Link below to read my new flash fiction story today on Flash Fiction Magazine online.
One of my favorite writers passed away on May 24, 2017 at age 67. I was re-reading his work and came across this review/appreciation that I had written a couple of years ago.
Denis Johnson writes with a unique, confident, and oddly compelling voice in a style that does not fit “normal” criteria for structure, characterization, or narrative plot. Yet, it doesn’t seem to matter.
The eleven linked stories in Jesus’ Son are all narrated by an unnamed protagonist, a young man who lives a grim life of addiction and alcoholism, but who is also somehow funny and likable (to the reader, anyway). He is the ultimate flawed character, and his only redeeming quality throughout these stories is that he knows he’s flawed. Sometimes he tries to remedy this; often he just doesn’t. The writing has a hallucinatory quality to it, a steady stream of the subconscious that is so dead-on and piercing in its observations of surroundings and of the people the protagonist bumps up against. Continue reading
Here are some thoughts/notes on writing creative nonfiction, using Lee Gutkind’s excellent book published in 2008, on the subject: Keep It Real. I highly recommend reading it.
Keep It Real, a collection of writings on narrative nonfiction and memoir was compiled by Lee Gutkind, founder and editor of the journal Creative Nonfiction. The subtitle of the book is Everything You Need to Know About Researching and Writing Creative Nonfiction. I was intrigued by this title because I am very interested in the blurry lines between fiction and nonfiction. Maybe this book would help me to see what those lines are in a way that might help me in my own work. Every time I read fiction I find myself wondering how much of the fiction is from the author’s own life and how much is completely from an author’s imagination. Does it matter?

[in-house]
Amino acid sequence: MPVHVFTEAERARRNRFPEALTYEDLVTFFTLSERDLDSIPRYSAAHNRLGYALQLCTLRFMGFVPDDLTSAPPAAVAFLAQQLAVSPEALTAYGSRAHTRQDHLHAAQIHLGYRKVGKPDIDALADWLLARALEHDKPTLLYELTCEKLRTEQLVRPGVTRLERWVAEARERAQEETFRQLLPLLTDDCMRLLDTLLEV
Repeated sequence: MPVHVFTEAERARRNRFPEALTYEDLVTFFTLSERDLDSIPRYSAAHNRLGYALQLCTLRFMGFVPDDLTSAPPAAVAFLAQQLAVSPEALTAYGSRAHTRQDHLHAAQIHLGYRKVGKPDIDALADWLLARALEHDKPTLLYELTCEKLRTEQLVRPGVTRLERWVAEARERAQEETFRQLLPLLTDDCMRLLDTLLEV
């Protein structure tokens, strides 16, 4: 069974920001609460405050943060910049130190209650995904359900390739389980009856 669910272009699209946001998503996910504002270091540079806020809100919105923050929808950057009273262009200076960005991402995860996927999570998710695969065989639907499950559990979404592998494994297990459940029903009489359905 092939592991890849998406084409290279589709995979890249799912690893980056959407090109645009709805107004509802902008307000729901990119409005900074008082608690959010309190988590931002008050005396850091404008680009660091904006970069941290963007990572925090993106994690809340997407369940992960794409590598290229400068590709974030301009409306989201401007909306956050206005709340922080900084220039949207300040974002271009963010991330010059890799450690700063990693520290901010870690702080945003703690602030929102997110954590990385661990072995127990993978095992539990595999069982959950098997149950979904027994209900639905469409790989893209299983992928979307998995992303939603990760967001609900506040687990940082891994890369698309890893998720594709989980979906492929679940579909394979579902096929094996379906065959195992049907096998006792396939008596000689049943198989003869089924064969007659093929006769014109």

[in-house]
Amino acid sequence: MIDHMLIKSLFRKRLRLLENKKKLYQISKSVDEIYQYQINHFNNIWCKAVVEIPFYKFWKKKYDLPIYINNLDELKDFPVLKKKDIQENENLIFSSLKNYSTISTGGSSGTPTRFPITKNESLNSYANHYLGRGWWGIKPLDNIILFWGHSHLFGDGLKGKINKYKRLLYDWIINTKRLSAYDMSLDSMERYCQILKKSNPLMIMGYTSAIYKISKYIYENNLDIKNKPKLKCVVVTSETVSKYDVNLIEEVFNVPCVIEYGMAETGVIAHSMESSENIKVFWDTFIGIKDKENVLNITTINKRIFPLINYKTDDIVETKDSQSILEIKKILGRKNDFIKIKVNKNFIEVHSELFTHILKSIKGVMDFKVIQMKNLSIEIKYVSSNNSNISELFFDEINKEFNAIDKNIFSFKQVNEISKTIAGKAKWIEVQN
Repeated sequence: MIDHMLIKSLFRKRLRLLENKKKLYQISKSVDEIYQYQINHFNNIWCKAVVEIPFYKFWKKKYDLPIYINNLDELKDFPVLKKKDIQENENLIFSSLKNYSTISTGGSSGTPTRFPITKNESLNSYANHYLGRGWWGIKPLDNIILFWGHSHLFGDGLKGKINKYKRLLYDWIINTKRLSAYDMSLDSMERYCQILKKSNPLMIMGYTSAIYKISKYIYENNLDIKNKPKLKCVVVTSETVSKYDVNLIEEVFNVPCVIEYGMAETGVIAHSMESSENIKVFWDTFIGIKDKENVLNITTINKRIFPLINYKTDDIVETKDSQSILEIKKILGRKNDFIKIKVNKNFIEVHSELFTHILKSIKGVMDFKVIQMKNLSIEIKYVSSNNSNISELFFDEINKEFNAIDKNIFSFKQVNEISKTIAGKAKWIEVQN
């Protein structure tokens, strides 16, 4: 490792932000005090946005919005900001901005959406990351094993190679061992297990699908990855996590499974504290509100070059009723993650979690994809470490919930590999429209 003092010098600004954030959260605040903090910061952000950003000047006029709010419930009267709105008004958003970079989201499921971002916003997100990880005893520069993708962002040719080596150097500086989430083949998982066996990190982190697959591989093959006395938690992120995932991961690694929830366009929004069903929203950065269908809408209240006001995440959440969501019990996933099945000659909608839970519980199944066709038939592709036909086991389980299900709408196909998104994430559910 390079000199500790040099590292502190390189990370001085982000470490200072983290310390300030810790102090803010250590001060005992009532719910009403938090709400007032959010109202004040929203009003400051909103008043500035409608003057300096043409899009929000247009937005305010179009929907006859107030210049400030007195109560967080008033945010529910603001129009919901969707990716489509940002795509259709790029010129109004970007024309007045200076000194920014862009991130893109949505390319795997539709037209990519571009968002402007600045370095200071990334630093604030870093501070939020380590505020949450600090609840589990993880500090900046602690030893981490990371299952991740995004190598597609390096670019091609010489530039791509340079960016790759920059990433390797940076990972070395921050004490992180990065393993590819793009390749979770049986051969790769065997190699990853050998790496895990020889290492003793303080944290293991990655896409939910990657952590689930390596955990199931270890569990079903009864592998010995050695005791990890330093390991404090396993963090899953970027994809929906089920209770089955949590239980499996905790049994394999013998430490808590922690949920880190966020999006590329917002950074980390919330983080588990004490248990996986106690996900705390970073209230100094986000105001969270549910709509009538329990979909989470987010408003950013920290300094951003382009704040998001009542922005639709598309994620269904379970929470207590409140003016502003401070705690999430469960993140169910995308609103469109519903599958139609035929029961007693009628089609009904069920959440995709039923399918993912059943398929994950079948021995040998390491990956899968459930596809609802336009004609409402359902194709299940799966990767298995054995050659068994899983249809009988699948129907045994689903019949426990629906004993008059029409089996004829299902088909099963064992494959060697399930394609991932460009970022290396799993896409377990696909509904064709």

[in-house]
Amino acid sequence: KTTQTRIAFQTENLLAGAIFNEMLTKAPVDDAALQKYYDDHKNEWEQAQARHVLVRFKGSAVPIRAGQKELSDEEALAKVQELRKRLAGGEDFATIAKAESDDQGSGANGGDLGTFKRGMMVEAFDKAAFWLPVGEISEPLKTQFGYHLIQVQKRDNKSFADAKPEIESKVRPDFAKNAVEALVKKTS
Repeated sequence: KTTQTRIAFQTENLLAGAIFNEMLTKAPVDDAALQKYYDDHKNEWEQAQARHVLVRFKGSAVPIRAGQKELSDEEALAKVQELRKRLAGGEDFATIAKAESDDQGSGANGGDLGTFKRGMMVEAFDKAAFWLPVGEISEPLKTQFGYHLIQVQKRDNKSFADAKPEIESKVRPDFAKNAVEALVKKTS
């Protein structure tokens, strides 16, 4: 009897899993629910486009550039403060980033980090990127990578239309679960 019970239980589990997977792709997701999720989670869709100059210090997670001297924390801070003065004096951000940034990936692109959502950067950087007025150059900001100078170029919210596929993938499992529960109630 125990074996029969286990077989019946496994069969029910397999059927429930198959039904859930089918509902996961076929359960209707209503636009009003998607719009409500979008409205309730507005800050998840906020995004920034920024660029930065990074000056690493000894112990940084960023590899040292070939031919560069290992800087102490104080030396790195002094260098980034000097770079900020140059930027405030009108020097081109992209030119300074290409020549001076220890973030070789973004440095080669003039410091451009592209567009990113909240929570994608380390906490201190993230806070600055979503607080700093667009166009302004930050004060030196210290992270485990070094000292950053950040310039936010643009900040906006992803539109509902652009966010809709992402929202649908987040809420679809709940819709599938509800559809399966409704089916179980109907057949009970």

In Poets & Writers, in an interview of fiction writer Mary Gaitskill, interviewer Nina Shengold notes, “She scatters autobiographical crumbs throughout her fiction.” What makes this autobiographical fiction writing different than creative nonfiction then? In Gutkind’s book he tries to address this, “…the anchoring element of the best creative nonfiction requires an aspect of reportage.” And, “…creative nonfiction…presents or treats information using the tools of the fiction writer while maintaining allegiance to fact.” Continue reading
(After reading Flannery: A Life of Flannery O’Connor by Brad Gooch, I wrote this appreciation/review.)
I find that there is something inherently satisfying, as a writer, reading about another writer’s life – even when that writer is stratospherically in another universe of literary skill and reputation. And in Brad Gooch’s thorough and admiring 2009 biography Flannery: A Life of Flannery O’Connor (amazingly, the first comprehensive book-length biography of O’Connor), the reader is given a large picture window through which to view the author’s life.
That picture window gives us a view mostly of O’Connor’s life at Andalusia, the family “farm” in Milledgeville, Georgia, where O’Connor lived most of her sadly shortened adult life, and where the author honed her craft through shrewd observation and painstaking work habits. However, biographer Gooch, praised for his previous biography City Poet: The Life and Times of Frank O’Hara, also gives the reader a comprehensive and fascinating glimpse into O’Connor’s formative childhood, adolescent, and college years. Although it may be that those of us who have never spent any time in the American south are more susceptible to being charmed by southerners and their (to us) quirky lifestyles, family relationships, and un-imitatable ways of speaking. Continue reading